Kentucky House Republican leaders asked the Legislative Ethics Commission Friday to investigate a sexual harassment scandal among its members after receiving a preliminary investigative report on the matter from a Louisville law firm.
“We are asking the Ethics Commission to take it from here and subpoena anyone and any document they need to complete the work begun by Middleton Reutlinger,” House Speaker Pro Tempore David Osborne said in a news release. “There is still information we don’t have, and we believe the ethics commission can and should get it to give the people of Kentucky a full and complete picture of what happened.”
The scandal, which came to light last month, brought the resignation of state Rep. Jeff Hoover, R-Jamestown, as House speaker after news reports revealed he signed a confidential sexual harassment settlement involving a former legislative staffer.
Three other Republican House members —Michael Meredith of Edmonson County, Jim DeCesare of Bowling Green and Brian Linder of Oakland — also were involved in the settlement, as was House Republican Chief of Staff Ginger Wills, according to House GOP Communications Director Daisy Olivo, who has said she saw a demand letter sent by the accuser.
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Gov. Matt Bevin has urged all four to resign from the House but none has stepped down.
In his complaint to the ethics commission, Osborne said the law firm found no evidence to support claims that the settlement was funded, in part, by political donors, but “it was unable to rule it out because the members would not share the amount of the settlement and legal fees paid because of a confidentiality provision in the settlement agreement.”
Osborne asked the ethics commission to use its subpoena power to obtain a copy of the settlement and find out if any political donor or lobbyist provided any money.
The law firm’s report contained documents that showed Hoover borrowed an undisclosed amount of money at 4 percent annual interest from an undisclosed person or entity on Oct. 27. Hoover and his wife, Karyn Hoover, then borrowed another undisclosed amount at 6 percent interest from First National Bank in Jamestown on Nov. 6, the day after he stepped down from his leadership position in the House.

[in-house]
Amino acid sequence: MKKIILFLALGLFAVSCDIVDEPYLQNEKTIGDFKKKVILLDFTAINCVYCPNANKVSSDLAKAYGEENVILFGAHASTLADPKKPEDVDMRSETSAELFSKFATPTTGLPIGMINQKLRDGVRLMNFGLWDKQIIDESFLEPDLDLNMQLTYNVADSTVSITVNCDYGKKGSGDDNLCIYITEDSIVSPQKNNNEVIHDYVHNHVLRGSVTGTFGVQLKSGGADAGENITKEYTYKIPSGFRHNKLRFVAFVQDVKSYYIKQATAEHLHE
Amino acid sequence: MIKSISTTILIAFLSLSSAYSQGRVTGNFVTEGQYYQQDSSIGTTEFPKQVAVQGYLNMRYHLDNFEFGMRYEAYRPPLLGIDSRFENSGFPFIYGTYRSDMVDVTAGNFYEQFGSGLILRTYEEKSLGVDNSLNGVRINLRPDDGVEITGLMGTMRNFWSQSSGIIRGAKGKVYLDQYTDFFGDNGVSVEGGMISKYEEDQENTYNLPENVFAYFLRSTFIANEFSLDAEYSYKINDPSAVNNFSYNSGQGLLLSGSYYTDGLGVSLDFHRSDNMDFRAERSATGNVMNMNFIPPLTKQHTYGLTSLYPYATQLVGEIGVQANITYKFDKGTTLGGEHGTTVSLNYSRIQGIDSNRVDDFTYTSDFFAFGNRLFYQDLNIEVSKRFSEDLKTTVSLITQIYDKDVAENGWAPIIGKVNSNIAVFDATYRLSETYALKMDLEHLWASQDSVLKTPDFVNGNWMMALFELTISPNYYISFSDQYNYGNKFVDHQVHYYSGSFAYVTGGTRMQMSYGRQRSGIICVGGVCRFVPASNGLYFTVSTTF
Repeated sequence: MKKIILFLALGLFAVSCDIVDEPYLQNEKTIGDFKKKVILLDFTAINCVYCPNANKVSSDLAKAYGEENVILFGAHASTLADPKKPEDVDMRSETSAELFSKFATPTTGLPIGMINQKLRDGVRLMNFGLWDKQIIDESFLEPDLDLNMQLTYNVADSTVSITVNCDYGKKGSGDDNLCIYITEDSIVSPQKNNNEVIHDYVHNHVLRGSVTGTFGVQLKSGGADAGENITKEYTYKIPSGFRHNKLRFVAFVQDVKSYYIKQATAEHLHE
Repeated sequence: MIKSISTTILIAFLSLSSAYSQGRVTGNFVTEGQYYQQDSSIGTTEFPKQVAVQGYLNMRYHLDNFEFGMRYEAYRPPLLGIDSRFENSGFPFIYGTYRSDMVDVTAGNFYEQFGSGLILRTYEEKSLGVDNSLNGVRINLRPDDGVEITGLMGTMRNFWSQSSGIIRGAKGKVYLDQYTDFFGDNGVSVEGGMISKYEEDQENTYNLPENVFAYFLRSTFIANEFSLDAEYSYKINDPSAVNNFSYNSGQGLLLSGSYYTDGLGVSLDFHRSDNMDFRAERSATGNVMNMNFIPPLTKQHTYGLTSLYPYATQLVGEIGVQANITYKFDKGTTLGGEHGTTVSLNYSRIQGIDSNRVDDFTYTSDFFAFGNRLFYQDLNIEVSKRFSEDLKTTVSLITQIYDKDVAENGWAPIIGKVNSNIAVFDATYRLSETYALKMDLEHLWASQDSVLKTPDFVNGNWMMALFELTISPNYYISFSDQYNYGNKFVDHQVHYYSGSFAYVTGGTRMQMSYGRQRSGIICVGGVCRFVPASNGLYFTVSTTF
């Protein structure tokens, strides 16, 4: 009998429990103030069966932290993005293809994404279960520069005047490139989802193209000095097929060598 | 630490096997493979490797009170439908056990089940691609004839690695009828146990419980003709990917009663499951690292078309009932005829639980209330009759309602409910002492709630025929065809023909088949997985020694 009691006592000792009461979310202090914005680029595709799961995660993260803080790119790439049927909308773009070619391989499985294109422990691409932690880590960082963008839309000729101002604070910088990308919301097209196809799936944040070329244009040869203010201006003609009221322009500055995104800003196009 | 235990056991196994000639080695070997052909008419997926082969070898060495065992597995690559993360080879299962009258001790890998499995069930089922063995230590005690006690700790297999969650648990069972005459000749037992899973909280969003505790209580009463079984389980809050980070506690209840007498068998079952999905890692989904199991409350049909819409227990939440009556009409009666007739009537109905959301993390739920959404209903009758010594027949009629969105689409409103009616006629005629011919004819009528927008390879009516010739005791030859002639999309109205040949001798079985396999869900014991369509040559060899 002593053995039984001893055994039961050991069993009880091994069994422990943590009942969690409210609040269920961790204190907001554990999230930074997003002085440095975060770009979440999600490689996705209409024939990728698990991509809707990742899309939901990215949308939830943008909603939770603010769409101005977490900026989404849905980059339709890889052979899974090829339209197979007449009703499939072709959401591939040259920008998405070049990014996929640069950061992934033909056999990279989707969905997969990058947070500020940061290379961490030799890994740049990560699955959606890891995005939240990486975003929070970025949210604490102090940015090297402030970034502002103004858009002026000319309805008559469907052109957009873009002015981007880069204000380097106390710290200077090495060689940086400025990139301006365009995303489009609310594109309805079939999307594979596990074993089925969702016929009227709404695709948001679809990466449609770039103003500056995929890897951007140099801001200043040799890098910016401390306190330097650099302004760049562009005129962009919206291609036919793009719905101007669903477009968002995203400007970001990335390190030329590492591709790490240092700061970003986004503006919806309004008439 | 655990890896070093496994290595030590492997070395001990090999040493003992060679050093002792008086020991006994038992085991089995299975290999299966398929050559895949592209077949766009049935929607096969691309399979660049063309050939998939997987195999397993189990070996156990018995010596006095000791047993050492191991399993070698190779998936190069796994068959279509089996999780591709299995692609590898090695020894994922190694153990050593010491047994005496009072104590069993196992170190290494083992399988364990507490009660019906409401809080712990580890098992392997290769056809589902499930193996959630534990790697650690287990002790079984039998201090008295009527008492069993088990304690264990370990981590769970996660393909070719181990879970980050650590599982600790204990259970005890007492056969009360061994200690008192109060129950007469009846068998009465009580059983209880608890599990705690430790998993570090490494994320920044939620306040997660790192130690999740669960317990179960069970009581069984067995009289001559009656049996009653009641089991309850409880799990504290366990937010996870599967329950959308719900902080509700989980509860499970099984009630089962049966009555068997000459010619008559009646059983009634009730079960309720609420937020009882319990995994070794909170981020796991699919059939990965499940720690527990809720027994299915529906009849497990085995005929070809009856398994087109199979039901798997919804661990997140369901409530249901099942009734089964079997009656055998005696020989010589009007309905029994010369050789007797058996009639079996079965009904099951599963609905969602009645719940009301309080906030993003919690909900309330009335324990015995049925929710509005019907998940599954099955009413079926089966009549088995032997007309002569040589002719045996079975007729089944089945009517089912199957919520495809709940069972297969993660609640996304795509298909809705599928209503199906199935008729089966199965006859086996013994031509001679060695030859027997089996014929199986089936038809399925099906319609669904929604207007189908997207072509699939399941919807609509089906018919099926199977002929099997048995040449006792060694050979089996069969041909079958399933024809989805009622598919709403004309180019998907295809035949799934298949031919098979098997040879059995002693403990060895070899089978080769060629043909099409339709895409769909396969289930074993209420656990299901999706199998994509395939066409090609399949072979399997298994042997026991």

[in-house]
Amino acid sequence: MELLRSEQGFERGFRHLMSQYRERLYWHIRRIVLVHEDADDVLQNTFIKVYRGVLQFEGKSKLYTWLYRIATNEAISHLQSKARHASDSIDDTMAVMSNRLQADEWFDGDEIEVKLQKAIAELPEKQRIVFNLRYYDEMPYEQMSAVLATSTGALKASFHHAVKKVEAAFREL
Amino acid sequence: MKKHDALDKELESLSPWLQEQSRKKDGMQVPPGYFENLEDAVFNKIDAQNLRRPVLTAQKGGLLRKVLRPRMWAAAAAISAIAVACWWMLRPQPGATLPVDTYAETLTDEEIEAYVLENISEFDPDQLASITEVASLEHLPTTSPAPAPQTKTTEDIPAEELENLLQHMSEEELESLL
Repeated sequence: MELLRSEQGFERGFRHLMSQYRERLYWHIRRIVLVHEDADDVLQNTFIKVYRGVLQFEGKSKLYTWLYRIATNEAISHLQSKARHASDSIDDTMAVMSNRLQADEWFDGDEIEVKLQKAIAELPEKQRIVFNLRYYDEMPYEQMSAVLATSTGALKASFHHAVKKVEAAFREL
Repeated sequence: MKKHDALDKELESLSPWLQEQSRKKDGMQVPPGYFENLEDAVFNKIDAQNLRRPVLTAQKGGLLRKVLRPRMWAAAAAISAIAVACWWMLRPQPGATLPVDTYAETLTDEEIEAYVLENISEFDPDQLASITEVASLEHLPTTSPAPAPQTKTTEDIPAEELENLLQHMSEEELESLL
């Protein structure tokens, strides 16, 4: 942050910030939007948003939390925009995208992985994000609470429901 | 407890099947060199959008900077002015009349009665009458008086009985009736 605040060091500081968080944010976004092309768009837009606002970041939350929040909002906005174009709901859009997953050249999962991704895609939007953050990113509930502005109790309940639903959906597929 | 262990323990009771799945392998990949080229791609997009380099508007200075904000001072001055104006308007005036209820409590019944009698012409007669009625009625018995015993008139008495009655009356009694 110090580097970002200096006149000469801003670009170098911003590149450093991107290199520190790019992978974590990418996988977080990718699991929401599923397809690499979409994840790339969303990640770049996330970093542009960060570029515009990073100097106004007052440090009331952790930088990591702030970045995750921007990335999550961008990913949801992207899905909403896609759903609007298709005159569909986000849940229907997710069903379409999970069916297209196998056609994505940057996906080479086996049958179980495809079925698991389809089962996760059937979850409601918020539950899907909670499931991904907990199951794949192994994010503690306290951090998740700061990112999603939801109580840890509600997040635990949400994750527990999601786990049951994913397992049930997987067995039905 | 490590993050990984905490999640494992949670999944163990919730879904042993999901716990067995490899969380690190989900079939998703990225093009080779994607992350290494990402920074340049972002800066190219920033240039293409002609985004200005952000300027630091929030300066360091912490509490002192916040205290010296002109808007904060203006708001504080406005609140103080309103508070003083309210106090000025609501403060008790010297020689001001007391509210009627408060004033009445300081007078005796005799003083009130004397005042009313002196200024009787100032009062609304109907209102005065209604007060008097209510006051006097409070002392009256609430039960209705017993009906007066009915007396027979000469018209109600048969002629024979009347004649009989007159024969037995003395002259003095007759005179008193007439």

Documents also showed that Meredith and DeCesare were involved in financial transactions around the same time.
“The identity of these lenders and the absence of any improper source should be confirmed by the Legislative Ethics Commission or other authority with subpoena power,” the investigative report said.
Osborne said he was disappointed that one current House Republican staffer refused to cooperate with the investigation, as did the accuser, who has since left her state job.
The report also noted that each of the four lawmakers refused to discuss the demand letter, the allegations it contained or the terms of the settlement.
Hoover has previously acknowledged that he sent inappropriate text messages to the staffer, but denied that he or the other lawmakers engaged in sexual harassment.
The investigators said they did not turn up any additional messages between the accuser and the lawmakers, though it noted that they did not allow investigators to search their email accounts.
“No one other than the claimant reported any harassment, and she declined to be interviewed,” the law firm reported. “This does not mean other messages don’t exist, but we did not locate them ...”
The lawyers said they were unable to find “evidence of anything that would rise to the level of sexual harassment,” but the accusers lack of cooperation “leaves us unable to fully answer” the question of whether any lawmaker harassed a staff member.
The law firm said it found not “definite” violations of law or ethics rules, but recommended that ethics laws should be updated to ban secret settlements.
Osborne said the law firm confirmed there is no uniform system for reporting, investigating, or addressing workplace complaints for legislative staffers who work directly for lawmakers.
He said he is considering creating a task force to develop a formal system within the Legislative Research Commission, the research agency for state lawmakers, and the General Assembly to address all workplace complaints.
He said the task force should be bipartisan and bicameral and that he has asked Reps. Ken Fleming, R-Louiville, and Kim Moser, R-Independence, to develop the idea.
Osborne said he would like a recommendation on legislation before Feb. 15.
“We cannot wait to fix problems that have come to light as a result of this matter,” he said. “I am sending a letter to leadership in both parties in both chambers requesting their thoughts on and participation in a task force of this nature.”
House Republican members will be discussing the issue at its retreat next week, he said.
The law firm did not recommend firing any staffers in its report, but said “we are planning to follow up with a memo on internal personnel issues in the coming days.”
It also pointed out that partisan staff members are “at-will employees and can be terminated at the discretion of the House Leadership.”
House Minority Leader Rocky Adkins, D-Sandy Hook, noted that State Rep. Jim Wayne, D-Louisville, has previously requested an investigation of the sexual harassment scandal by the Legislative Ethics Commission.
He said the House Democratic caucus also supports Osborne’s call for “zero tolerance” of workplace harassment.